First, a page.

Though Greek yogurt provides many health benefits to those who consume it, it is actually a danger to the environment.
The watery by-product of the yogurt is toxic to the environment and is illegal to dump. Acid whey from the yogurt takes out the oxygen content in water and pollutes the waterways. This kills fish and other life in the water.
Greek yogurt manufacturers use three to four ounces of milk to make one ounce of Greek yogurt. The rest of it becomes acid whey. Manufacturers claim that 70 percent of the acid whey is sold to neighboring farmers as livestock feed.
But giving livestock the acid whey is dangerous, as it causes cows to develop gastrointestinal problems or digestive upset.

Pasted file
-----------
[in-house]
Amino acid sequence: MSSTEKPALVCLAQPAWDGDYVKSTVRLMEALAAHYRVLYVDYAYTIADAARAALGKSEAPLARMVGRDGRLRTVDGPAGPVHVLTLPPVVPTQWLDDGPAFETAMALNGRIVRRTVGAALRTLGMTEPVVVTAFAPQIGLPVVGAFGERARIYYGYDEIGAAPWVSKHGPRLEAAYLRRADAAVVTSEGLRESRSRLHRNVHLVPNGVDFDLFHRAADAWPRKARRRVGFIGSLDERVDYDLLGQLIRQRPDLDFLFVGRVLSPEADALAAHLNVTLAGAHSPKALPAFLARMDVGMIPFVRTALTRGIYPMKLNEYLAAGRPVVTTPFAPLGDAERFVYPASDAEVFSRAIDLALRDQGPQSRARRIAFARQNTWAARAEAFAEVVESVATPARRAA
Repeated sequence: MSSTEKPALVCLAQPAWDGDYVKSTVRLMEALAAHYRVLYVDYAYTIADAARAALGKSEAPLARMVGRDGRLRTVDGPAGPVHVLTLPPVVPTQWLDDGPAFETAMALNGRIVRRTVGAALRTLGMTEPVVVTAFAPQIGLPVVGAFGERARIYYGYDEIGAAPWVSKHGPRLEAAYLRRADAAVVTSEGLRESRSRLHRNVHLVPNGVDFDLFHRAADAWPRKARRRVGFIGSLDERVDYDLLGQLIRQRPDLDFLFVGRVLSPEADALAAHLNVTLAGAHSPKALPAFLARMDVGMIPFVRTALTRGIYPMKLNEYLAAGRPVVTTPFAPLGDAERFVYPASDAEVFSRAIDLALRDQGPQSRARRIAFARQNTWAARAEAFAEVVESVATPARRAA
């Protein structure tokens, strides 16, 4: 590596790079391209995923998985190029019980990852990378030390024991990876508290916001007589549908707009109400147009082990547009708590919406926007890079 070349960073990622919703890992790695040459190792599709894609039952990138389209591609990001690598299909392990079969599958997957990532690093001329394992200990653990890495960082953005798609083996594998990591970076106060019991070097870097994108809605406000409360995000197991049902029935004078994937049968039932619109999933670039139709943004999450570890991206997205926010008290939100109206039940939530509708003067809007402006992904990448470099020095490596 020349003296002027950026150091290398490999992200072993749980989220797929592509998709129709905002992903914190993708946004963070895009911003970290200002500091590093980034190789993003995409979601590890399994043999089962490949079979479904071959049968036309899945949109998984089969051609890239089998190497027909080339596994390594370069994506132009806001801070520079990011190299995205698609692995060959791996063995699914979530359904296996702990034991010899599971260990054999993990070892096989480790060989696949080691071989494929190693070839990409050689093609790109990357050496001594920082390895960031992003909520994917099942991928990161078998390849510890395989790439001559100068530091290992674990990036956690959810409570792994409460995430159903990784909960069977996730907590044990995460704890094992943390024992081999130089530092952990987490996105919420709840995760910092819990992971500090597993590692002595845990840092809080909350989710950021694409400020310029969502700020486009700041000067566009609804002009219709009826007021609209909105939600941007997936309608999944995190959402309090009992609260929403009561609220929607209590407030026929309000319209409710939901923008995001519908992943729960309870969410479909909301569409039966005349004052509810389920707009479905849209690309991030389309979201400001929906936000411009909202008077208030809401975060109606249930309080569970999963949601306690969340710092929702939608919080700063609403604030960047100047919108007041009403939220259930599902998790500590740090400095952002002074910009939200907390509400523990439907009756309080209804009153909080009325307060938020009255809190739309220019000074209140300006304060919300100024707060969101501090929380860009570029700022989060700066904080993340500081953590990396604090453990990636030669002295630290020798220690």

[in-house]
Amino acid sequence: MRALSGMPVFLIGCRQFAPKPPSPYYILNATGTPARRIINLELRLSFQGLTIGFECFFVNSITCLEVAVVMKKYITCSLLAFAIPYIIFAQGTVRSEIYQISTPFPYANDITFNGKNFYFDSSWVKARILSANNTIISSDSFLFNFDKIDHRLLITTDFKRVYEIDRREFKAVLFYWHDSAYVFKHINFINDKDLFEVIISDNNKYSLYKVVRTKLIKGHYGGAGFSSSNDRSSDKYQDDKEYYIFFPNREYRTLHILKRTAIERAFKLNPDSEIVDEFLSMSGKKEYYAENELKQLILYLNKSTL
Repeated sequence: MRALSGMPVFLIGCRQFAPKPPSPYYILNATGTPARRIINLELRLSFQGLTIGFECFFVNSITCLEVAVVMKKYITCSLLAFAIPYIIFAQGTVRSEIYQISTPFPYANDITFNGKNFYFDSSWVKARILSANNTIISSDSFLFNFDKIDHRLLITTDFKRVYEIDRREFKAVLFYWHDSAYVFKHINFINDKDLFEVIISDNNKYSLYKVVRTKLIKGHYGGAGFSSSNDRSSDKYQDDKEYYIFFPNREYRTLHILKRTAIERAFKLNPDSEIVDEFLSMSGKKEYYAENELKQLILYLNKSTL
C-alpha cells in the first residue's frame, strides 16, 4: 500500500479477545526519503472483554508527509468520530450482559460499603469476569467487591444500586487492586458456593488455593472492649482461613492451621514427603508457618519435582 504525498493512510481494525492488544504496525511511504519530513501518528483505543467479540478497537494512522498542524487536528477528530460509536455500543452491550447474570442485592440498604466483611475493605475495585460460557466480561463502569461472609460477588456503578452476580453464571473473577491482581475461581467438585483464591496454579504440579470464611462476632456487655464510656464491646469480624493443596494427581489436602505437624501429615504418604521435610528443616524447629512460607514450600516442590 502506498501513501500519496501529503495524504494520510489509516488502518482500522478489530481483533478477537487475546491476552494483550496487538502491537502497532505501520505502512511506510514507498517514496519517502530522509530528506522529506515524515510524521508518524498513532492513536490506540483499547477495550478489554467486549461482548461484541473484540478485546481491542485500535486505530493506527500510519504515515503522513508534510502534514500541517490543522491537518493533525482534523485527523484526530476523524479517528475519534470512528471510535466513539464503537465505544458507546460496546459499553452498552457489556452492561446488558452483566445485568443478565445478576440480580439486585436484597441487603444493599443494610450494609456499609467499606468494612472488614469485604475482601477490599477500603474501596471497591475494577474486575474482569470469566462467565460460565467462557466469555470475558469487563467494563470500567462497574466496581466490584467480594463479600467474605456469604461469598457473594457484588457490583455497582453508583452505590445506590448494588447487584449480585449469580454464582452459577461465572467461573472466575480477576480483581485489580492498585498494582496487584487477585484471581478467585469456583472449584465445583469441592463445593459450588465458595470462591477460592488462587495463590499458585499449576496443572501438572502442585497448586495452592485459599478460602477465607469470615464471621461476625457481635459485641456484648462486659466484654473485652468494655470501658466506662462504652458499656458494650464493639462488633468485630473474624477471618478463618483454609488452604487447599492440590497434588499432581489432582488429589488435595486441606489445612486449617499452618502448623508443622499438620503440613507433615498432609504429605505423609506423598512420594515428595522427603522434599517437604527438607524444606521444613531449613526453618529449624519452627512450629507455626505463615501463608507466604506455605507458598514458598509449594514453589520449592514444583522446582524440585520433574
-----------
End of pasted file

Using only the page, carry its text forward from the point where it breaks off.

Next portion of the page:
With 150 million gallons of it being produced last year alone, manufacturers are faced with a growing problem of how to dispose of acid whey properly.
They have explored augmenting the by-product and turning it into baby formula, but this has not been successful.
As the popularity of Greek yogurt rises, so does the need to find an inexpensive and reliable form of disposal for the by-product.
"If we can figure out how to handle acid whey, we'll become a hero," a Greek yogurt recently said at New York's Yogurt Summit.